In this 'open-world' action game, players assume the role of Kazuma, a manager of an orphanage in Okinawa, a man whose peaceful life gets interrupted by his criminal past. Players are drawn back to the Yakuza underworld—Japanese gangsters and shady dealings—as they follow storylines that take them through missions and Tokyo streets.
The game's main combat involves barehanded street fighting: Battles against thugs and gangsters are common, and necessary to progress through the game. Players punch, kick, grapple, and use weapons (bats, pipes, two-by-fours, etc.) to beat up human enemies. And after building up a secondary energy meter, players can execute more intense hits—slamming opponents' heads into walls, head-butting them, throwing characters to the ground. Often, quick splashes of blood trail the hits. Cutscenes also depict blood, but more often, characters getting betrayed, shot, threatened, hit in the back with a sledgehammer, stabbed in the hand with a butter knife (the screaming in the last-mentioned scene is somewhat unsettling).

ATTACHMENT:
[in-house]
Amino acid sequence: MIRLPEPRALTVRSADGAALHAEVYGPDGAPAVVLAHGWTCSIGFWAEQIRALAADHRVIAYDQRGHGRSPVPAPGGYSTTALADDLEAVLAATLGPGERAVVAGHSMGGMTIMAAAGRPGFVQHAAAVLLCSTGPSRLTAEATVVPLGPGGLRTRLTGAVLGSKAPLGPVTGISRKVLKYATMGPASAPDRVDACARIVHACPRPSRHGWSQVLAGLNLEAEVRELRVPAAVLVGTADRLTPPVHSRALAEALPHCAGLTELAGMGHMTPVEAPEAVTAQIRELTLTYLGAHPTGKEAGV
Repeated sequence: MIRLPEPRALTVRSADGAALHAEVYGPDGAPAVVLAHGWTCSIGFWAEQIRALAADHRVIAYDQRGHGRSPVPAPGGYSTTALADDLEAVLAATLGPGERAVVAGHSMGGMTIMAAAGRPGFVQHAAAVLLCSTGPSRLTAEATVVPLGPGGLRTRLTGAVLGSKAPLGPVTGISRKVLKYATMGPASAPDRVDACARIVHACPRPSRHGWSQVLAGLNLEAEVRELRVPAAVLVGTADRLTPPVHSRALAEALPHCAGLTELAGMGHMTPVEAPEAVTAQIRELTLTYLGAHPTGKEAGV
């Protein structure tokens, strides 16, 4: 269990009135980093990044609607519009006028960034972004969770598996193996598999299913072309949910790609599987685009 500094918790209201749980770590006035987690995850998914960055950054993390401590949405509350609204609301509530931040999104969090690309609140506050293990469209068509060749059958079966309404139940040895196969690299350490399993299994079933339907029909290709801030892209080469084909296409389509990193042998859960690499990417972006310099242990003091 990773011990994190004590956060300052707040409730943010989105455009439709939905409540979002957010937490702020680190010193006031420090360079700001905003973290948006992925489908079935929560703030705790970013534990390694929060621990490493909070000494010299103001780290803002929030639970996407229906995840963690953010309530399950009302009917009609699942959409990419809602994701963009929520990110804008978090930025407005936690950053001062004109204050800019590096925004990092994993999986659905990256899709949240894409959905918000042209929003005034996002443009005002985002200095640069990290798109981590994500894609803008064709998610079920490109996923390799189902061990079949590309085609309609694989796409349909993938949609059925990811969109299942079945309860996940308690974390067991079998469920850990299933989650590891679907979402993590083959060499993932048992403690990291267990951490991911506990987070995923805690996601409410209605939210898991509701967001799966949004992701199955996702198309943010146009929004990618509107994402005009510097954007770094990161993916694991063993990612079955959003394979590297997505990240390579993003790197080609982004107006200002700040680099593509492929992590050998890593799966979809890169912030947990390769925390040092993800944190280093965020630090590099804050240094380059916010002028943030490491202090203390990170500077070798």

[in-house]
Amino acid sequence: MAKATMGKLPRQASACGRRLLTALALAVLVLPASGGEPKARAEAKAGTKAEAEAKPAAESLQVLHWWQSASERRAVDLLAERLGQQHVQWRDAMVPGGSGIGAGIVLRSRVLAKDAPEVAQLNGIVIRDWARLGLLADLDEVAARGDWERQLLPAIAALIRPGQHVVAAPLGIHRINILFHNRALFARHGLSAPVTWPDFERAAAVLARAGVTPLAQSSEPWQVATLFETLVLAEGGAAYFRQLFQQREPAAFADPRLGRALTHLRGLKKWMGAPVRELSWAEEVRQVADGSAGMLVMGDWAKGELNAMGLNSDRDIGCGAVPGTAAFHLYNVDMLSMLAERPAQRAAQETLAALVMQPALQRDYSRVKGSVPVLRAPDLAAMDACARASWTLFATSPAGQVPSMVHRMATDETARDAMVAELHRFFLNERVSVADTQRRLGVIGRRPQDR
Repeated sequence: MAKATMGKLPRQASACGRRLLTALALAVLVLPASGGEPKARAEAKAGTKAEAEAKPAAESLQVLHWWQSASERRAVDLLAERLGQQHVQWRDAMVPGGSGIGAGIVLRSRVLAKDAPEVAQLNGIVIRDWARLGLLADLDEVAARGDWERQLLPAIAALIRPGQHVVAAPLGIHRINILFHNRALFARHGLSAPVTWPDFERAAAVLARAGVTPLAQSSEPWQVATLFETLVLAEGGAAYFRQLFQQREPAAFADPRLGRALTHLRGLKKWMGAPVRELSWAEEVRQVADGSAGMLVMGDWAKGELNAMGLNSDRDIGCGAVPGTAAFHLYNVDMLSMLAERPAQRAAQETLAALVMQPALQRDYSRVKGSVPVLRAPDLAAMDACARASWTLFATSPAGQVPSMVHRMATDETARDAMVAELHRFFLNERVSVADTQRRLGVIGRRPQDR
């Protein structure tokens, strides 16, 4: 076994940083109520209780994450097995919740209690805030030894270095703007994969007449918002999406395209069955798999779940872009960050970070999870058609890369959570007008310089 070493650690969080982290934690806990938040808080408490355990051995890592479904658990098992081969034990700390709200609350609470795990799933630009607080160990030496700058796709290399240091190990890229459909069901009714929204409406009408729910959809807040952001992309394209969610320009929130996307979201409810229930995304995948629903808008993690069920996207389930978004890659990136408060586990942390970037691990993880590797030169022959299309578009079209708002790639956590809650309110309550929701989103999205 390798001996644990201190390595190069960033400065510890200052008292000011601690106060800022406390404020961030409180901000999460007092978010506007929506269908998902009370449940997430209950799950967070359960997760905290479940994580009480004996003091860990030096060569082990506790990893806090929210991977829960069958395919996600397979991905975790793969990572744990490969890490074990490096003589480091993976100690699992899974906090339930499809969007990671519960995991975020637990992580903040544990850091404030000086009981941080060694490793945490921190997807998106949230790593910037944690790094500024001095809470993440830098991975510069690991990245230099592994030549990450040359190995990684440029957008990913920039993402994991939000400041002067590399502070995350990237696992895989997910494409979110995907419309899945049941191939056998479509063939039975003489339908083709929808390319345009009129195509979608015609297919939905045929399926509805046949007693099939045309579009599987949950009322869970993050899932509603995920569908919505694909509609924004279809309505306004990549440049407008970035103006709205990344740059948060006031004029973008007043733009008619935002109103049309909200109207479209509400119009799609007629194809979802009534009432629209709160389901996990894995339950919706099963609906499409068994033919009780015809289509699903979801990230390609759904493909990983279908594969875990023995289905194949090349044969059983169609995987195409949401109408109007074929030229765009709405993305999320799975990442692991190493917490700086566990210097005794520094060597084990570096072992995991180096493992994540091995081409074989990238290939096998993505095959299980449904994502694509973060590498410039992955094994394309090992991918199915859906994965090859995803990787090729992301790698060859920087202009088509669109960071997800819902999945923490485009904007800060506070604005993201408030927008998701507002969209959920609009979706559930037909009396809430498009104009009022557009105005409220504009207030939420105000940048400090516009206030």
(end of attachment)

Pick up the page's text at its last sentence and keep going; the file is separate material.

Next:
During the course of the game, players are able to purchase and consume alcoholic beverages. The list of drinks on the scrolling menu screen is extensive; and players' character gets intoxicated if he drinks too much (e.g., a glowing bottle icon appears on screen). The game is designed such that when drunk, players are more likely to get into fights: bystanders, gang members, street thugs—they get more agitated than usual, a little less tolerant of drunken displays (e.g., 'You reek of alcohol, pops' and 'Your stench is making everyone else want to puke!'); metal chairs and two-by-fours settle most differences, though conciliation soon follows (e.g., 'Sh*t, I can't even beat up a drunk' and 'I'm sorry to have started a fight with you . . . Please, take this' [3000 Yen]). One cinematic cutscene takes place in a nightclub, where bikini-clad women dance provocatively on poles—spreading their legs, bending over, gyrating; the camera tends to capture the low angles, and it pans and zooms-in liberally. The game also contains its share of strong profanity ('f**k,' 'mother**ker,' 'sh*t,' and 'a*shole'); for example, 'Why don't I just kill the sorry f**k and become the next chairman?'